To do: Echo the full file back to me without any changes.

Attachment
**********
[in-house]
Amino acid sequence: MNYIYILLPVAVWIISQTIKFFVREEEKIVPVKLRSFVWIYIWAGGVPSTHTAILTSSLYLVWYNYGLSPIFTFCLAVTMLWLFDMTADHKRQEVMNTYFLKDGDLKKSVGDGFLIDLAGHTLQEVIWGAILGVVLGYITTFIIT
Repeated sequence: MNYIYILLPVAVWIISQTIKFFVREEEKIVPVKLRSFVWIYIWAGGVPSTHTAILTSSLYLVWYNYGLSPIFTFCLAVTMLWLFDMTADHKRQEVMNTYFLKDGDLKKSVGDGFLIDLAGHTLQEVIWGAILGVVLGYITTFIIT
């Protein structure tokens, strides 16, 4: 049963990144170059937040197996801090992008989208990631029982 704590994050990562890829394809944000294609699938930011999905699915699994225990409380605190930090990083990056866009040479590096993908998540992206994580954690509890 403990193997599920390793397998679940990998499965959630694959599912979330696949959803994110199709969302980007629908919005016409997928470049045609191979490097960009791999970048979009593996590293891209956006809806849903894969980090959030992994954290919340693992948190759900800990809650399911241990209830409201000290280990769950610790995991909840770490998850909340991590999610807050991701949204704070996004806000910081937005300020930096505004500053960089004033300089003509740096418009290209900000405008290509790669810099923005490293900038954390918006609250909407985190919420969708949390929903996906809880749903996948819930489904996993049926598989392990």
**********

[in-house]
Amino acid sequence: MNYIYILLPVAVWIISQTIKFFVREEEKIVPVKLRSFVWIYIWAGGVPSTHTAILTSSLYLVWYNYGLSPIFTFCLAVTMLWLFDMTADHKRQEVMNTYFLKDGDLKKSVGDGFLIDLAGHTLQEVIWGAILGVVLGYITTFIIT
Repeated sequence: MNYIYILLPVAVWIISQTIKFFVREEEKIVPVKLRSFVWIYIWAGGVPSTHTAILTSSLYLVWYNYGLSPIFTFCLAVTMLWLFDMTADHKRQEVMNTYFLKDGDLKKSVGDGFLIDLAGHTLQEVIWGAILGVVLGYITTFIIT
């Protein structure tokens, strides 16, 4: 049963990144170059937040197996801090992008989208990631029982 704590994050990562890829394809944000294609699938930011999905699915699994225990409380605190930090990083990056866009040479590096993908998540992206994580954690509890 403990193997599920390793397998679940990998499965959630694959599912979330696949959803994110199709969302980007629908919005016409997928470049045609191979490097960009791999970048979009593996590293891209956006809806849903894969980090959030992994954290919340693992948190759900800990809650399911241990209830409201000290280990769950610790995991909840770490998850909340991590999610807050991701949204704070996004806000910081937005300020930096505004500053960089004033300089003509740096418009290209900000405008290509790669810099923005490293900038954390918006609250909407985190919420969708949390929903996906809880749903996948819930489904996993049926598989392990």